CAMP AND CAMABAIJEBIE
Drum role: Molly’s Collar And Tie
Even these days, gay history doesn‘t get much of an airing outside its own closet. Christopher Deans's new play Molly ’s Collar And 77c — developed through extensive workshopping and research - aims to redress the balance. A brightly hued gay history lesson, it goes right back to James Vl’s own dabblings, via the founding of the Scottish Minorities Group in 1969. to present-day iniquities. All this is hung on a narrative in which a drag queen and a drumming woman exchange memories, and there are hearty doses of humour, campery and camaraderie along the way.
‘We couldn't approach a piece like this without using humour.‘ asserts Deans. ‘But there's also a lot of poignancy, as we hear about people growing up and dealing with love and losing love. A lot of people actually committed suicide.’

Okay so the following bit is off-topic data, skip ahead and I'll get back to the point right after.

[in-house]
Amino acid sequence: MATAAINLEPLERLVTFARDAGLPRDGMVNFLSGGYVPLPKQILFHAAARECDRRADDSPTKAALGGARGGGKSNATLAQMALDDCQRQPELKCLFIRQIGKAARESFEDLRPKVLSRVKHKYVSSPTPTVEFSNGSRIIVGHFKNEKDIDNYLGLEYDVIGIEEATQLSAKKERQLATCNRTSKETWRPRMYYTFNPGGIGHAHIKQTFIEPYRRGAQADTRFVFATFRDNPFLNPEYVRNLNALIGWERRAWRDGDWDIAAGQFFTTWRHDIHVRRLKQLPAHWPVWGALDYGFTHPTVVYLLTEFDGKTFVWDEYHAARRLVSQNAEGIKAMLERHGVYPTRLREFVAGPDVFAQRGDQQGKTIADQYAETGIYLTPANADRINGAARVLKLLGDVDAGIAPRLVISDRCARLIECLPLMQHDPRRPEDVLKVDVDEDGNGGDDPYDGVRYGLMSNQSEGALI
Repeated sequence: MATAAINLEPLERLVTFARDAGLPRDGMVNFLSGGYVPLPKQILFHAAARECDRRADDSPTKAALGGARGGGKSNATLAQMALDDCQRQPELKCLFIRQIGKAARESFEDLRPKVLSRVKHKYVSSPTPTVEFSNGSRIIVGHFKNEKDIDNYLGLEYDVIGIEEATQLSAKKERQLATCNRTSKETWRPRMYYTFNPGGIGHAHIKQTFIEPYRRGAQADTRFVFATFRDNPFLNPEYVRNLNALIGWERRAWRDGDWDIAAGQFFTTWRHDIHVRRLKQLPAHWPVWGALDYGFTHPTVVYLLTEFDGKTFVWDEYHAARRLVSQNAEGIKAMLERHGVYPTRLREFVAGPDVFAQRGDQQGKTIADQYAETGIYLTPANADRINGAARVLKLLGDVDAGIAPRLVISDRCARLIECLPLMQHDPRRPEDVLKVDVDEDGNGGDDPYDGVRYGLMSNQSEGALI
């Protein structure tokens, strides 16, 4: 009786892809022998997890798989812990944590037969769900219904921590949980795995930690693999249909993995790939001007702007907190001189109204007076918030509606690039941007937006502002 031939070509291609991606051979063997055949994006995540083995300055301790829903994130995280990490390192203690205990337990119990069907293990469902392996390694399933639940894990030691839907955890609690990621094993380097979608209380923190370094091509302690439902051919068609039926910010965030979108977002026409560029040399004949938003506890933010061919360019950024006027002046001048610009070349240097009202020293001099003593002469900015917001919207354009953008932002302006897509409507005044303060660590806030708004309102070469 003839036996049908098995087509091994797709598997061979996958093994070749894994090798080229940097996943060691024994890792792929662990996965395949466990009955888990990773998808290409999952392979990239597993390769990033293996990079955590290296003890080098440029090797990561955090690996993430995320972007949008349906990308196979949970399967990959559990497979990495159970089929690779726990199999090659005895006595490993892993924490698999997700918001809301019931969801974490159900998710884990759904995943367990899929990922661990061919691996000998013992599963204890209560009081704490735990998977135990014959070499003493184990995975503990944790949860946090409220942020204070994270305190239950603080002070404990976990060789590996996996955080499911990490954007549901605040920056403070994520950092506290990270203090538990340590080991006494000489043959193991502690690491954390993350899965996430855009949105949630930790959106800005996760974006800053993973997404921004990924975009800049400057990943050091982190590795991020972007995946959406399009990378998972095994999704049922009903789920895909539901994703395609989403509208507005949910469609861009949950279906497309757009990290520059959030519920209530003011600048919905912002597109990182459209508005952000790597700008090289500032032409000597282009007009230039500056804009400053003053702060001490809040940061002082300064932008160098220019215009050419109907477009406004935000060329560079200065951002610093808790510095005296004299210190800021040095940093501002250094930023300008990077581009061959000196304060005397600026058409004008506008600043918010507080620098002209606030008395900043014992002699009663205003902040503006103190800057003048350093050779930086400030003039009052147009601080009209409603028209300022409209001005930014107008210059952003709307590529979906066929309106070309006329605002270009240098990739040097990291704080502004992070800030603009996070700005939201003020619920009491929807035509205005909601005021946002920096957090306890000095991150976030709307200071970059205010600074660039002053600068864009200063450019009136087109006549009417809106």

Directed by Lorenzo Mele, whose recent productions for gay company Starving Artists have left audiences reeling, Molly 's Collar And Tie is the first fruit of a new company of the same name - derived from outmoded slang terms for gay men and lesbians. A work-in-progress performed by a team of professional and community actors, it will be developed further for next year’s Glasgay festival.
Deans believes mainstream Scottish companies have neither the resources nor the remit to identify themselves fully with gay issues. ‘Clyde Unity and 7:84 have contributed very well to the debate, but it’s still quite sporadic.‘ he argues. ‘As a company. we felt we had to be committed to this type of theatre. That's the only way there'll be any kind of continuity and progression.’ (Claire Prentice)
Molly 's Collar And 77c, Tron Theatre, Glasgow, Sat 5/3101 6 Oct.
COMEDY Ducking and diving Hangover from the daze of drugs and demos that characterised the era, a couple of sixties casualties meet on a park bench to swap nickel ’n’ dime philosophies in Duck Variations, presented this fortnight by Glasgow’s Tangerine Productions. One of David Mamet’s earlier and lesser-known plays, it sees old hippies Emil and George clinging to their naive ideologies as they find themselves displaced in the post-llower-power seventies.